I realise this post has the potential to spark a measure of controversy, though that’s certainly not my intention.

Here are some questions for you:

What makes Christians different from those who don’t love Jesus?

What do they have that non-Christians don’t possess?

What marks them and sets them apart from the rest of mankind?

You might be thinking of the word, “forgiveness.” Amen, and thank God for it.

Forgiveness is a huge aspect that sets Christians apart from those who are not.

The presence of the Holy Spirit is another major component we shouldn’t ignore.

There’s another significant difference that always strikes me whenever a non-Christian person has died:

It’s the element of hope. Its absence is deafening in a funeral home.




In 1 Thessalonians 4:13 Paul writes to the believers, “Brothers and sisters, we do not want you to be uninformed about those who sleep in death, so that you do not grieve like the rest of mankind, who have no hope” (emphasis mine).

“The rest of mankind, who have no hope.”

Isn’t that just so sad?

Doesn’t it make you want to reach out and offer hope to those who don’t have it? 

Hebrews 11:1 tells us, “Now faith is confidence in what we hope for and assurance about what we do not see.”

As believers in Christ’s death and resurrection, we have confidence. We have assurance. We have hope.

Let’s rejoice today in this gift of hope. Let’s hold unswervingly to the anchor of our souls.


Anchor Hope

And let’s do everything in our power and in God’s to be a beacon of hope to those in the darkness.



Letters to Grief - Final cover

Part of the reason I wrote my e-book, Letters to Grief, was to offer hope.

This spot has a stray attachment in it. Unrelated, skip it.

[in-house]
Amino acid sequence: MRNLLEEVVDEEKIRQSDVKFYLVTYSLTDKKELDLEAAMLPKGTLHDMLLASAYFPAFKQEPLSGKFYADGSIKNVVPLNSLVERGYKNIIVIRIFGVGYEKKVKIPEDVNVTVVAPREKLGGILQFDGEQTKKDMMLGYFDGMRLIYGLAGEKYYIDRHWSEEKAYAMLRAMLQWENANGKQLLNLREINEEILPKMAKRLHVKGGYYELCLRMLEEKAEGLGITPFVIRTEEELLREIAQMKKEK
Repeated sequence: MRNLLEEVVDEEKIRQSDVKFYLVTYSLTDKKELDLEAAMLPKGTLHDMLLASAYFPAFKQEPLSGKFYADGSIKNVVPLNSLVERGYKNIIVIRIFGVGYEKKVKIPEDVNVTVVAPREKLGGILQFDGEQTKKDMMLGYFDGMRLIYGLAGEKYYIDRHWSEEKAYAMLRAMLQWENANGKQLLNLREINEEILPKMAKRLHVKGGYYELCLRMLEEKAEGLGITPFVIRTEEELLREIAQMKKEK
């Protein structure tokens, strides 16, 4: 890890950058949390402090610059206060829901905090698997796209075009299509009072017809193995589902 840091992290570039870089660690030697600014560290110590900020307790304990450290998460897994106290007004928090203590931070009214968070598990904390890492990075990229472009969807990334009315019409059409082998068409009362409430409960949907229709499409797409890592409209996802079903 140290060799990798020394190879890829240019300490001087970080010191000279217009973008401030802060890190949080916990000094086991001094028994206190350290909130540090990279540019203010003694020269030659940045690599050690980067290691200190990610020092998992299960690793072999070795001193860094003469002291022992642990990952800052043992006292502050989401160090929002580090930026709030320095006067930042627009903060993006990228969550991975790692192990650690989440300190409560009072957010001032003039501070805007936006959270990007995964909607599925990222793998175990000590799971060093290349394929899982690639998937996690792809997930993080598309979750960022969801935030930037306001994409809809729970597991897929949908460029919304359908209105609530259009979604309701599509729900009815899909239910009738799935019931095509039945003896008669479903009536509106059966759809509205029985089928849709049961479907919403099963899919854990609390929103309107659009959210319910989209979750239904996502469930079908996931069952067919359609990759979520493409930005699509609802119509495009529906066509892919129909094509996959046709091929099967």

If you know someone who might be in need of hope today, consider sending them a copy of this short book. It’s only 20 pages long, and it’s only $0.99, so you really can’t go wrong.

Maybe it’s the first step that God is nudging you to take in offering hope today. Or maybe you’re the one in desperate need of an anchor.

Either way, I pray this book is a blessing. 

I wake in the wake of tragedy.

Though I was nowhere near the coastline of the horrific events that rocked the ship of Sandy Hook Elementary School, the resulting ripples have reverberated across an ocean.

Absolutely tragic.  Senseless.  Heartbreaking.

Just a few of the plethora of words that come to mind as I read about the Connecticut school massacre.

To be completely honest, if I were waking up in the United States today, I would be terrified to send my children to school next week.

But then again, who’s to say the same couldn’t happen in South Africa?  Or India?  Or Brazil?

When hearing news like this, one could easily be paralyzed by fear of the ‘what ifs.’  Fear that it might happen to our own children.

Yet there is something stronger than fear.

A quote from an unexpected source articulates it well.  In the film, The Hunger Games, the following exchange takes place between two prominent figures in the twisted and disturbing competition:

“Seneca, why do you think we have a winner?” Snow asks while cutting a white rose.

“What do you mean?” Seneca asks.

“I mean, why do we have a winner?” Snow repeats, before pausing.


“Hope?” Seneca replies, slightly bewildered.

“Hope.  It is the only thing stronger than fear. A little hope is effective.  A lot of hope is dangerous,” Snow declares.  “Spark is fine, as long as it’s contained. So, contain it.”

Anchor rope tied to boat's bowAs the boat in Connecticut sways back and forth with raw grief, post-traumatic stress and fear of the unthinkable, there is one element that can steady the vessel.


Not just any hope, but hope in the One who can still every fear, calm every thrashing heart and give light in depths of darkness.

Hope in a life beyond the here and now … hope in eternity.

“We have this hope as an anchor for the soul, firm and secure” (Hebrews 6:19).

My heart goes out to those who have suffered loss in this nightmare – and my prayer is that each one will cling to the One anchor who gives hope … a hope stronger and more powerful than any manmade fear.

For more ‘Snapshots of Hope,’ check out Hope Chaser Nasreen Fynewever’s blog here.

Photo credit: http://www.flickr.com/photos/horiavarlan/4442764722/